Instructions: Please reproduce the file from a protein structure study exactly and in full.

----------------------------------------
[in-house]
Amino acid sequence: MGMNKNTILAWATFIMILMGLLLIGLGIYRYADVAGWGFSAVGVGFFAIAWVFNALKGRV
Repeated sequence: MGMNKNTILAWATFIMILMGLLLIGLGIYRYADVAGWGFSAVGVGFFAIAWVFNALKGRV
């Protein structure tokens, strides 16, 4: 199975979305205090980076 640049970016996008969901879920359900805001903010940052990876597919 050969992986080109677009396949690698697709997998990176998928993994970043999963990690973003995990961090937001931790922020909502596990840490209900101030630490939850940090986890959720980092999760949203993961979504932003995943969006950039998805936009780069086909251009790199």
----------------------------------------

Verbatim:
[in-house]
Amino acid sequence: MGMNKNTILAWATFIMILMGLLLIGLGIYRYADVAGWGFSAVGVGFFAIAWVFNALKGRV
Repeated sequence: MGMNKNTILAWATFIMILMGLLLIGLGIYRYADVAGWGFSAVGVGFFAIAWVFNALKGRV
């Protein structure tokens, strides 16, 4: 199975979305205090980076 640049970016996008969901879920359900805001903010940052990876597919 050969992986080109677009396949690698697709997998990176998928993994970043999963990690973003995990961090937001931790922020909502596990840490209900101030630490939850940090986890959720980092999760949203993961979504932003995943969006950039998805936009780069086909251009790199």